Department of Cognitive Sciences
University of California, Irvine
- Learning & Memory
- How can we leverage large-scale data to analyze the learning trajectories across individuals and cognitive tasks? How do we develop computational models to explain what is learned when individuals improve a skill?
- Cognitive Skill Acquisition & Transfer
- How can we leverage large-scale data from cognitive training platforms to analyze transfer? How can we build computational models to understand the effects of transfer?
- How do we know what we know (or do not know)? Can we build computational models for metacognition that can monitor and self-direct learning? What are the limits of human metacognitive abilities? What theory of metacognition would explain the nature of these limits?
- Hybrid human-machine algorithm systems
- How can we leverage the collective intelligence of human-AI systems? What are the best ways for humans and algorithms to work together? How can an AI algorithm assess the capabilities of a human and how can the human learn to trust the advice of the algorithm? How do we develop computational models of trust and understand the mental model the human user develops of the AI algorithm?
- Bayesian computational modeling
- Throughout most computational modeling projects in the lab, the goal is to use Bayesian methods to infer model parameters and assess uncertainty. When applied to large-scale data sets, how do we model the joint performance of individuals across cognitive tasks? How can we leverage Bayesian methods to understand what individuals have learned and what they are capable of learning?
- Machine learning
- How can we use insights from cognitive science to build better machine learning models? For example, how do we endow artificial learning algorithms with the capability to learn new tasks as quickly as humans? How can artificial learning algorithms understand task instruction?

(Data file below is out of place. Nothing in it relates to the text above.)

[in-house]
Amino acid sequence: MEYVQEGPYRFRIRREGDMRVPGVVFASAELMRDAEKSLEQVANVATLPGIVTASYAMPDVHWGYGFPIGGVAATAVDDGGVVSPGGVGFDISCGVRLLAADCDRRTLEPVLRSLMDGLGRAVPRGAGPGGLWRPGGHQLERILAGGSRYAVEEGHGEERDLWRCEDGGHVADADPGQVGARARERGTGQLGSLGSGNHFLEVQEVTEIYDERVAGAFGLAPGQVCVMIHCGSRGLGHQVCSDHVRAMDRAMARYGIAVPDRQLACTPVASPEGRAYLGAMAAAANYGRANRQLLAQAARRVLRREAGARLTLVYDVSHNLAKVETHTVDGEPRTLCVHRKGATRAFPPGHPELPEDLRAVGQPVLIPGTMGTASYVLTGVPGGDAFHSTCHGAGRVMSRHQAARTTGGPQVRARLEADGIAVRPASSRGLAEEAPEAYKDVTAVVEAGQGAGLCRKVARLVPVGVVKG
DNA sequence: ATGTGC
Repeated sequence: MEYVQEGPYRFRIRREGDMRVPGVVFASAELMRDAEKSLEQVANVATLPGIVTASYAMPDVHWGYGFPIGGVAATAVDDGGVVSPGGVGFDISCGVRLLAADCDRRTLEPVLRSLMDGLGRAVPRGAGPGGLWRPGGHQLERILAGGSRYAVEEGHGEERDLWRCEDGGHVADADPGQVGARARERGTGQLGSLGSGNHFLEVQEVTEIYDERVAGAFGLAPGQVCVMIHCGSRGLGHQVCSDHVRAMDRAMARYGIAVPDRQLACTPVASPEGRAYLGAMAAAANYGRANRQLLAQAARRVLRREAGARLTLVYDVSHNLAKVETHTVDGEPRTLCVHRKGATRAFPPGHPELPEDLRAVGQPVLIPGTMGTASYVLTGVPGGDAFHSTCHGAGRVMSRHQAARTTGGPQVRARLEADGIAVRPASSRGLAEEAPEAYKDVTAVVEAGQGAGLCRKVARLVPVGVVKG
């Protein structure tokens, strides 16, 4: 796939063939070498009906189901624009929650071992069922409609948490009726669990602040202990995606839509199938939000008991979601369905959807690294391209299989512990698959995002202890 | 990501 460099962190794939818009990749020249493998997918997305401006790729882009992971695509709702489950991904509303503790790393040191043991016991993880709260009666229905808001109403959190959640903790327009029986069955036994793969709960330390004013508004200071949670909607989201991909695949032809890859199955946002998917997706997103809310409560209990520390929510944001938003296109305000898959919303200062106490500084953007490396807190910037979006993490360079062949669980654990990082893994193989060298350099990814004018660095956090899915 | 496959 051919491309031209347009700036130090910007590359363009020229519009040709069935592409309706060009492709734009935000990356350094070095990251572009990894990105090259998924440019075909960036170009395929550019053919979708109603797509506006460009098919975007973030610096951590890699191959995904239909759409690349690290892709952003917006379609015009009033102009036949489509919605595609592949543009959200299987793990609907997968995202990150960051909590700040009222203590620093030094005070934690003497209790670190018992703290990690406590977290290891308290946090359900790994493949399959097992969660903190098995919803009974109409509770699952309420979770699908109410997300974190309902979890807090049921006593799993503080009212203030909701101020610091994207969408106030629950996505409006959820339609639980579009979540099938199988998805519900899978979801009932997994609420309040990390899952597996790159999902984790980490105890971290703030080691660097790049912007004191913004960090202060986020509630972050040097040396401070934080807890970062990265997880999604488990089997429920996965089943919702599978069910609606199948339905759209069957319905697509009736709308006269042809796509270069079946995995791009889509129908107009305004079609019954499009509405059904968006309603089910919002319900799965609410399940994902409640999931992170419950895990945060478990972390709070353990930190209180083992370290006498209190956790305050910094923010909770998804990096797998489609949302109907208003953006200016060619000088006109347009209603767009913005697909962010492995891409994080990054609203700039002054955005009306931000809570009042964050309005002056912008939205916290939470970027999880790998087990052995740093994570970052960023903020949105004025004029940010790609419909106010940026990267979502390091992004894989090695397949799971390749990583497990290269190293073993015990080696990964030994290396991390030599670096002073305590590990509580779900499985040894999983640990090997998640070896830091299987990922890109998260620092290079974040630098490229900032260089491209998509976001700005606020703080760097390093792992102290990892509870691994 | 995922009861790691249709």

[Note to prospective graduate students — I will be looking for new students with interests in computational and empirical research to start in Fall 2021]
Steyvers, M., Hawkins, G.E., Karayanidis, F., & Brown, S.D. (2019). A large-scale analysis of task switching practice effects across the lifespan. Proceedings of the National Academy of Sciences, 116(36), 17735-17740. [pdf][supporting information][data and code]
Steyvers, M. and Benjamin, A.S. (2019). The joint contribution of participation and performance to learning functions: Exploring the effects of age in large-scale data sets. Behavior Research Methods, 51(4), 1531-1543. [pdf][code]
Bennett, S.T., Benjamin, A.S., Mistry, P.K., and Steyvers, M. (2018). Making a wiser crowd: Benefits of individual metacognitive control on crowd performance. Computational Brain and Behavior, 1, 90-99. [pdf][data]
Tauber, S., Navarro, D.J., Perfors, A., & Steyvers, M. (2017). Bayesian models of cognition revisited: Setting optimality aside and letting data drive psychological theory. Psychological Review, 124(4), 410-441. [pdf]
Hemmer, P. & Steyvers, M. (2009). A Bayesian Account of Reconstructive Memory. Topics in Cognitive Science, 1, 189-202. [pdf]
Turner, B. M., Forstmann, B. U., and Steyvers, M. (2019). Joint models of neural and behavioral data. Springer: New York. [book site]
Lee, M.D., Steyvers, M., de Young, M., & Miller. B.J. (2012). Inferring expertise in knowledge and prediction ranking tasks. Topics in Cognitive Science, 4, 151-163. [pdf]
Griffiths, T.L., Steyvers, M., & Tenenbaum, J.B.T. (2007). Topics in Semantic Representation. Psychological Review, 114(2), 211-244. [pdf]
Mark Steyvers is a Professor of Cognitive Science at UC Irvine and is affiliated with the Computer Science department as well as the Center for Machine Learning and Intelligent Systems. His publications span work in cognitive science as well as machine learning and has been funded by NSF, NIH, IARPA, NAVY, and AFOSR. He received his PhD from Indiana University and was a Postdoctoral Fellow at Stanford University. He is currently serving as Associate Editor of Computational Brain and Behavior and Consulting Editor for Psychological Review and has previously served as the President of the Society of Mathematical Psychology, Associate Editor for Psychonomic Bulletin & Review and the Journal of Mathematical Psychology. In addition, he has served as a consultant for a variety of companies such as eBay, Yahoo, Netflix, Merriam Webster, Rubicon and Gimbal on machine learning problems. Dr. Steyvers received New Investigator Awards from the American Psychological Association as well as the Society of Experimental Psychologists. He also received an award from the Future of Privacy Forum and Alfred P. Sloan Foundation for his collaborative work with Lumosity.